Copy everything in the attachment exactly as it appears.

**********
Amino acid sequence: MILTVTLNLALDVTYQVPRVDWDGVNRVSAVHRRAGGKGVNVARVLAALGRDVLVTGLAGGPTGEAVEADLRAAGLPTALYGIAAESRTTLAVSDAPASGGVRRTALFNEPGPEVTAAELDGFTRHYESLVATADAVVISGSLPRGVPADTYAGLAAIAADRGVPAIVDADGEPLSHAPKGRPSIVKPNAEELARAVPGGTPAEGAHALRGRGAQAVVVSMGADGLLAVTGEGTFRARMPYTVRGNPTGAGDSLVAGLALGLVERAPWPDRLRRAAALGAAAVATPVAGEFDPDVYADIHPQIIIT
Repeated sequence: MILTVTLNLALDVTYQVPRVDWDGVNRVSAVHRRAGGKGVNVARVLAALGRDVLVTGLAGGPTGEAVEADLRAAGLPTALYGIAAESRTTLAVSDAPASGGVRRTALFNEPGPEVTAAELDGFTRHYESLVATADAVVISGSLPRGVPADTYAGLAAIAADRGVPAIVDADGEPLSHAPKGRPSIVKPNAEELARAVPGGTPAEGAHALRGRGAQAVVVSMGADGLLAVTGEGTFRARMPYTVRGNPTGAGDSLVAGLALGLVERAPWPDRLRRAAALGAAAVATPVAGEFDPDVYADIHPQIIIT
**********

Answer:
Amino acid sequence: MILTVTLNLALDVTYQVPRVDWDGVNRVSAVHRRAGGKGVNVARVLAALGRDVLVTGLAGGPTGEAVEADLRAAGLPTALYGIAAESRTTLAVSDAPASGGVRRTALFNEPGPEVTAAELDGFTRHYESLVATADAVVISGSLPRGVPADTYAGLAAIAADRGVPAIVDADGEPLSHAPKGRPSIVKPNAEELARAVPGGTPAEGAHALRGRGAQAVVVSMGADGLLAVTGEGTFRARMPYTVRGNPTGAGDSLVAGLALGLVERAPWPDRLRRAAALGAAAVATPVAGEFDPDVYADIHPQIIIT
Repeated sequence: MILTVTLNLALDVTYQVPRVDWDGVNRVSAVHRRAGGKGVNVARVLAALGRDVLVTGLAGGPTGEAVEADLRAAGLPTALYGIAAESRTTLAVSDAPASGGVRRTALFNEPGPEVTAAELDGFTRHYESLVATADAVVISGSLPRGVPADTYAGLAAIAADRGVPAIVDADGEPLSHAPKGRPSIVKPNAEELARAVPGGTPAEGAHALRGRGAQAVVVSMGADGLLAVTGEGTFRARMPYTVRGNPTGAGDSLVAGLALGLVERAPWPDRLRRAAALGAAAVATPVAGEFDPDVYADIHPQIIIT